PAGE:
The extreme cost of skilled care is leading to many more people looking into additional benefits to help cover those costs. The average cost of a semi-private room in a skilled nursing facility was $94,900 per year, in 2021. Assisted living, home health aides, and in home care can cost between $50,000 and $60,000 per year as well. No matter what type of care you end up needing, it will likely require some level of financial planning.
If private paying does not sound like the desirable choice, there are a few different options to help cover the exorbitant cost of care. Two federal programs, Medicare and Medicaid, try to provide some relief. However, Medicare only covers up to 100 days, but rarely that many. Also, for Medicare to pay, it must be for short-term care, or for care provided at home or in a nursing facility that is connected to physical rehabilitation, like after a surgery or other qualifying hospital stay. It is not a solution to help pay for long-term-care stays.
Medicaid, is a federal health insurance program that could provide a little more financial support. It’s a program that pays for a portion of at-home or nursing home care, but to qualify you must have limited financial assets and income. Despite it being a federal program, each state decides how to administer that program, so rules vary widely across the country for who may qualify. Using the proper estate planning tools, including an irrevocable trust, you may qualify for Medicaid even if you have accumulated many assets during your lifetime.
With Medicaid planning, you should start early. There is a five-year lookback in all states except for California, so planning needs to be contemplated and in place for at least that long. Of course, you can still do planning in a crisis, but you likely will not be able to protect as much of your hard-earned assets.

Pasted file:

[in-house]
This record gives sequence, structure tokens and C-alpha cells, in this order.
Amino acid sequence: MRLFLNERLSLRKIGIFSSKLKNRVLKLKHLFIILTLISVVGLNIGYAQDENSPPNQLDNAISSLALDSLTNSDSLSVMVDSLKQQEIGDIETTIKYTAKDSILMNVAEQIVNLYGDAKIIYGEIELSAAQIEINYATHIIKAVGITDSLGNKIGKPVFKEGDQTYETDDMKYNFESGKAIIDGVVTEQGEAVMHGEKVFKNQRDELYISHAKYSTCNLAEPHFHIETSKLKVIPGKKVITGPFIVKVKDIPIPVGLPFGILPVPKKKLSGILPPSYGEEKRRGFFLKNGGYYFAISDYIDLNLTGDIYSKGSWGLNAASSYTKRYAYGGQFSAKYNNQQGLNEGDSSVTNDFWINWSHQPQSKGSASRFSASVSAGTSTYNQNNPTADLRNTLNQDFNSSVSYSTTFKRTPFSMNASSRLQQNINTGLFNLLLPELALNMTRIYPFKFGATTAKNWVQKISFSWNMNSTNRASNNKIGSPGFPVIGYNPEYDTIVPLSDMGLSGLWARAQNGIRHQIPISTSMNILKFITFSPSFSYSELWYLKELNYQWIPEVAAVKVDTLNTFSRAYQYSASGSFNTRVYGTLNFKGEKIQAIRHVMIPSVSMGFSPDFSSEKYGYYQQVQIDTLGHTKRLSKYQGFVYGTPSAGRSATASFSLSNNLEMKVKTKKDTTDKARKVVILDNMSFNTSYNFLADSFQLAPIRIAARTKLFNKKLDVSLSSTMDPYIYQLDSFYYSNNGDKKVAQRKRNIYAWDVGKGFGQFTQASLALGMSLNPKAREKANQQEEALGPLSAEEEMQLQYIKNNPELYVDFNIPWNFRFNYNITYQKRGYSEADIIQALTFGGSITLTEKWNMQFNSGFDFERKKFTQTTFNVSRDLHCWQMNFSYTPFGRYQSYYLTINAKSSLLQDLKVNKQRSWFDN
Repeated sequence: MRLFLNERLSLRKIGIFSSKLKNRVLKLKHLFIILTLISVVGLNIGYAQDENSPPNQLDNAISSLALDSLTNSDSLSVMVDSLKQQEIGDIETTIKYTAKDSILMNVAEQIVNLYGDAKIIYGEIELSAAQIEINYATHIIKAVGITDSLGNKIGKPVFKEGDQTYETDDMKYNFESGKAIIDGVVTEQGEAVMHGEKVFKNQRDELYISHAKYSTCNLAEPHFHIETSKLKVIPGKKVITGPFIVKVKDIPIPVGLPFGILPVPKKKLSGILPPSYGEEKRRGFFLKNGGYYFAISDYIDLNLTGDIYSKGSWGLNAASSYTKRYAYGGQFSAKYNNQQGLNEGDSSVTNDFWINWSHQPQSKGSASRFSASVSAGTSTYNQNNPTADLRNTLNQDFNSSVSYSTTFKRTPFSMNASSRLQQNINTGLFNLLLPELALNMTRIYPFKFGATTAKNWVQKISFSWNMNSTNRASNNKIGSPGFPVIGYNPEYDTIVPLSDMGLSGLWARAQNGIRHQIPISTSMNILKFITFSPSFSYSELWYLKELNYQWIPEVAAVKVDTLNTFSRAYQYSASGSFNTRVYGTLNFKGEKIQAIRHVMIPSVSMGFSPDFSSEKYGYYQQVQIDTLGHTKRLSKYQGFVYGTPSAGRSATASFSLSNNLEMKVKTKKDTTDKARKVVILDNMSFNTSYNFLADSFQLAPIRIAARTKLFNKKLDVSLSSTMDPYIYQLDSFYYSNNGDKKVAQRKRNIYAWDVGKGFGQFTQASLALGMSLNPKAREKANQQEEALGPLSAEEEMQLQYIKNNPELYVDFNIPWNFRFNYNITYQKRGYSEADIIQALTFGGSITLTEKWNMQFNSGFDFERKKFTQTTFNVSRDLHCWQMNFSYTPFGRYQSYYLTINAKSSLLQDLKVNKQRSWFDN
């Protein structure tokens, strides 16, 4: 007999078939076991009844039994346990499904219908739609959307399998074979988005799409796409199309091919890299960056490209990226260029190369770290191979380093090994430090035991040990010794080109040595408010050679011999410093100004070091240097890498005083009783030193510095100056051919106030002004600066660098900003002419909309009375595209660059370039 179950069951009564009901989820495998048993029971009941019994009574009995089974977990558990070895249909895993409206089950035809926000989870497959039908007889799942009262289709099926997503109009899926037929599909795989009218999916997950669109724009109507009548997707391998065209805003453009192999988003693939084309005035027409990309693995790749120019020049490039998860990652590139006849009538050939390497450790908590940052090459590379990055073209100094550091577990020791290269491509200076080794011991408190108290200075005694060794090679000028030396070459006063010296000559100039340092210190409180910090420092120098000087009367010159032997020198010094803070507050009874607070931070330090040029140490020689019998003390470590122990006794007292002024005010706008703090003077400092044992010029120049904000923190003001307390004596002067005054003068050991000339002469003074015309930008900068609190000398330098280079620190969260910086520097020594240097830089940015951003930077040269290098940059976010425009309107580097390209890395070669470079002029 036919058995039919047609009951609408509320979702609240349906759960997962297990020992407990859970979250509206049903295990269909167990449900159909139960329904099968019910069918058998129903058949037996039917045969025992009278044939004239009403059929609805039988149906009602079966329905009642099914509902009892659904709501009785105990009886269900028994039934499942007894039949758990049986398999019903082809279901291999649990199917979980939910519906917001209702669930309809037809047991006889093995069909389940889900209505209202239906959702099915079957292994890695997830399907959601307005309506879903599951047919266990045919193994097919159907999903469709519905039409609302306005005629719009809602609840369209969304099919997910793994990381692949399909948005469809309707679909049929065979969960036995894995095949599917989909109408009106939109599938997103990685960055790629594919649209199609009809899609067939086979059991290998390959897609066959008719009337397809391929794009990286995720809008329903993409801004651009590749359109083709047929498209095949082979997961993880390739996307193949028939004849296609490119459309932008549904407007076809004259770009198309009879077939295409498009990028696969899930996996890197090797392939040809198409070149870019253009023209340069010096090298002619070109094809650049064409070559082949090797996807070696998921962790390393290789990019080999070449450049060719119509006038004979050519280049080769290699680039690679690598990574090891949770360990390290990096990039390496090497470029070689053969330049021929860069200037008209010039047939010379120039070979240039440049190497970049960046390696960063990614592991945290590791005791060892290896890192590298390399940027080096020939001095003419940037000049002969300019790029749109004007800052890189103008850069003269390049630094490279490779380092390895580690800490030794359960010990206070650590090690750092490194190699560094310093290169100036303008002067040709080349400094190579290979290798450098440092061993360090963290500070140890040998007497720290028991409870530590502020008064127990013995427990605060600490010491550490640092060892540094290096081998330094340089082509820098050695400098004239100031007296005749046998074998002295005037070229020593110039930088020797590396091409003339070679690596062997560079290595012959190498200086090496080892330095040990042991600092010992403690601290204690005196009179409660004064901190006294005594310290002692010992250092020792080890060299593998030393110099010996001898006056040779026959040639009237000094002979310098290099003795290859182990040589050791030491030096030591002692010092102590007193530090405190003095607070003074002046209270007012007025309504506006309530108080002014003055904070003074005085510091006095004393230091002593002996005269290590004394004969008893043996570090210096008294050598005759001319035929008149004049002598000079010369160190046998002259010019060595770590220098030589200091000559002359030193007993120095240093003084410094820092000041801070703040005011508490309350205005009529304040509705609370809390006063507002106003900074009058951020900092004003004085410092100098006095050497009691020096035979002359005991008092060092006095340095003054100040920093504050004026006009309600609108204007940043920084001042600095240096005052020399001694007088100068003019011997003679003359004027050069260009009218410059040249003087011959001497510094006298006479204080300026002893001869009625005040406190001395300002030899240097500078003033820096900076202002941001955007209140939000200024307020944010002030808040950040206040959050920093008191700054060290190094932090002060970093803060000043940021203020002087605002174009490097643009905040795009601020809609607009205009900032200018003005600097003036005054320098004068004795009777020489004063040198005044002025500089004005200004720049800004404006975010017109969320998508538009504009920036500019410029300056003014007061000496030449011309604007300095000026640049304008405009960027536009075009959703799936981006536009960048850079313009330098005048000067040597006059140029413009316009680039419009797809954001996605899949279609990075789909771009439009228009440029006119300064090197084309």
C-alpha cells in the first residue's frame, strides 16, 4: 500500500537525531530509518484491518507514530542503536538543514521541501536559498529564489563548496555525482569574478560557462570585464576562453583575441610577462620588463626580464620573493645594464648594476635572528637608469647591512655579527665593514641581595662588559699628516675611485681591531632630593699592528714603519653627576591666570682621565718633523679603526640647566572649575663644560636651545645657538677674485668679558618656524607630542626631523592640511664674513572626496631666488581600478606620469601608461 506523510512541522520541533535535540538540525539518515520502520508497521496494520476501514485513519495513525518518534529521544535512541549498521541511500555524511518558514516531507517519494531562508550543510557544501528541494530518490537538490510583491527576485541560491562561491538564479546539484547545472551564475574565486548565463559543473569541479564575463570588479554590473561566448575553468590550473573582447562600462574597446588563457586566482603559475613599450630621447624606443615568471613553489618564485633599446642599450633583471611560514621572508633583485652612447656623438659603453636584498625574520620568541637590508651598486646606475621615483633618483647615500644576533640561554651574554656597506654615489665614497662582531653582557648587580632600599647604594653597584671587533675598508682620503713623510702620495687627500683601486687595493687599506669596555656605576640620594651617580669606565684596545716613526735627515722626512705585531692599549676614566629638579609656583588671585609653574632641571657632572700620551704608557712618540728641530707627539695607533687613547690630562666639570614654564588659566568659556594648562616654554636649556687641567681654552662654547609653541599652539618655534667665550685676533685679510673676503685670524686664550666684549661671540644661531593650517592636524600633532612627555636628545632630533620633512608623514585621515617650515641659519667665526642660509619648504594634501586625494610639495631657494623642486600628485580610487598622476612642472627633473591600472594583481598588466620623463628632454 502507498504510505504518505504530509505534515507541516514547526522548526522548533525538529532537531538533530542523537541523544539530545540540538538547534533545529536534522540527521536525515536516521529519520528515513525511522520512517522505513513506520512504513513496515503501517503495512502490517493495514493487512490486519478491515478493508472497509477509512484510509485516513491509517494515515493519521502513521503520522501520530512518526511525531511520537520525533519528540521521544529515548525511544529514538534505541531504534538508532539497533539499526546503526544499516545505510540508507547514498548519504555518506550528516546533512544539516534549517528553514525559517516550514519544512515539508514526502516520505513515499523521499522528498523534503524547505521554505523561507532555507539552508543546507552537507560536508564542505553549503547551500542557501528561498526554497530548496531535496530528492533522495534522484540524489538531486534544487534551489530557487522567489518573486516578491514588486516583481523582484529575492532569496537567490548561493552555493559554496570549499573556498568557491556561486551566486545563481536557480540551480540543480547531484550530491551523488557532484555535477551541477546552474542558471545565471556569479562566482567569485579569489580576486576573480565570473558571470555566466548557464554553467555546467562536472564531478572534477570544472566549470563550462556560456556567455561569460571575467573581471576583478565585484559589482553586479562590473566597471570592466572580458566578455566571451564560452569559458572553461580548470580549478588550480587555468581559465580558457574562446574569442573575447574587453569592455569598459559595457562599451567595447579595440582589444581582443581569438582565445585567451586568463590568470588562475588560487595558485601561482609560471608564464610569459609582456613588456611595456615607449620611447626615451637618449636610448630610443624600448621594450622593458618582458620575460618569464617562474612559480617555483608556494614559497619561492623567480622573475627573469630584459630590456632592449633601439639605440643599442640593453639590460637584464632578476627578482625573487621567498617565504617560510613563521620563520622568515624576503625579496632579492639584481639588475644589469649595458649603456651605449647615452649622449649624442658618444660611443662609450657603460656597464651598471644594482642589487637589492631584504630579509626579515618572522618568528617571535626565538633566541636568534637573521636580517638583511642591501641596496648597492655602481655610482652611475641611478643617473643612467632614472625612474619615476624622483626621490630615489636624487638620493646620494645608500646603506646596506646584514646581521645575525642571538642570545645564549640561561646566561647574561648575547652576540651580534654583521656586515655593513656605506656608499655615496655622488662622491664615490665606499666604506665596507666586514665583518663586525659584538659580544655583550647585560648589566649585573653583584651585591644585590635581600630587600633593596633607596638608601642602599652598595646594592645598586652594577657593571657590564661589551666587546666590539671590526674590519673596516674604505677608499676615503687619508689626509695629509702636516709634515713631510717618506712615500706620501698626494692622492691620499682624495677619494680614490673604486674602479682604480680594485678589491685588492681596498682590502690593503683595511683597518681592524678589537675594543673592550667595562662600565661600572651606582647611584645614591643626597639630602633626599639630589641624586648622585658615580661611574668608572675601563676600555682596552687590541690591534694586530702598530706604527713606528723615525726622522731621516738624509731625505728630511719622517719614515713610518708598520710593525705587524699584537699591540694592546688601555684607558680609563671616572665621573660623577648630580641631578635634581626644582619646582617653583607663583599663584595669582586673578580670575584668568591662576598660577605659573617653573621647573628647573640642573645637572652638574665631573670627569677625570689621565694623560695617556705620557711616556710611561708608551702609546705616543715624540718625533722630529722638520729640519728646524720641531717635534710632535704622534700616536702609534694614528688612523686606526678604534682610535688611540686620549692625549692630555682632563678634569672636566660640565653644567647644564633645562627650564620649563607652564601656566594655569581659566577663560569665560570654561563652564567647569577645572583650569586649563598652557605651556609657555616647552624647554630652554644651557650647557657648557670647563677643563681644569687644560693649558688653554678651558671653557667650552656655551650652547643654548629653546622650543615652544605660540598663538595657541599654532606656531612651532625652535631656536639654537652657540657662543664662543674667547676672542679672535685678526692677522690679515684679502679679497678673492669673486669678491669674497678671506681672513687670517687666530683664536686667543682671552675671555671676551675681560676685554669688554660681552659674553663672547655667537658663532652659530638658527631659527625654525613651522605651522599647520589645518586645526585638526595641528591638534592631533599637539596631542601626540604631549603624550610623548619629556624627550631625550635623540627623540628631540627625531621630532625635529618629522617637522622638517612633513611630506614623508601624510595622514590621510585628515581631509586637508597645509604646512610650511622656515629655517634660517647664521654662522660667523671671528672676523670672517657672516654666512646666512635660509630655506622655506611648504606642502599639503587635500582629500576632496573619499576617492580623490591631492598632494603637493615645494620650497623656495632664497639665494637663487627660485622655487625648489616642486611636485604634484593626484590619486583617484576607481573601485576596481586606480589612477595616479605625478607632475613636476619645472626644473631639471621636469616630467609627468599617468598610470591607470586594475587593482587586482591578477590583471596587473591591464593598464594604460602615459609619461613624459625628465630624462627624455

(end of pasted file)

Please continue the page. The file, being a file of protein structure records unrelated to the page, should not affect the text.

Even with these potential federal funds available for care, often times there is still a large bill for the person receiving the care. One way to supplement your income to cover these costs, is through long-term-care (“LTC”) insurance. LTC insurance is a private option for individuals or couples. This – like other types of insurance – requires payment of a premium monthly or annually. Although it is another monthly expense, it could get you a tax break if you itemize your deductions at the end of the year.
When shopping for a LTC insurance policy, you can choose the rate of the policy; whether it pays monthly or daily to the facility; how long the “elimination period” is (or amount of time you must be in a facility before the policy kicks in, kind of like a deductible); and the duration of payments, typically offered in months or years.
One downside is that LTC policies are quite expensive; insurance companies see the same average nursing home rates that we do and price their plans accordingly. The more coverage you buy, the more expensive the premiums. Plus, LTC insurance companies are picky about to whom they extend coverage. Just like other types of insurance, it is better to get a policy while you are younger and healthier. Single individuals and women also tend to pay more for LTC insurance plans than men and married individuals.
No matter what route you take, pre-planning for your end-of-life-care will allow you to have the most flexibility and options in the time of your health crisis. If you are considering purchasing a long-term-care insurance plan, talk with your estate planning attorney to see what they advise, based on the other rules and programs in your state. Long-term-care insurance may be an option to supplement the high costs of skilled nursing home care for some. Talk with your estate planning attorney to discuss the pros and cons specific to your situation.
 Genworth. Cost of Care survey 2021. Genworth.com. June 2022. https://www.genworth.com/aging-and-you/finances/cost-of-care.html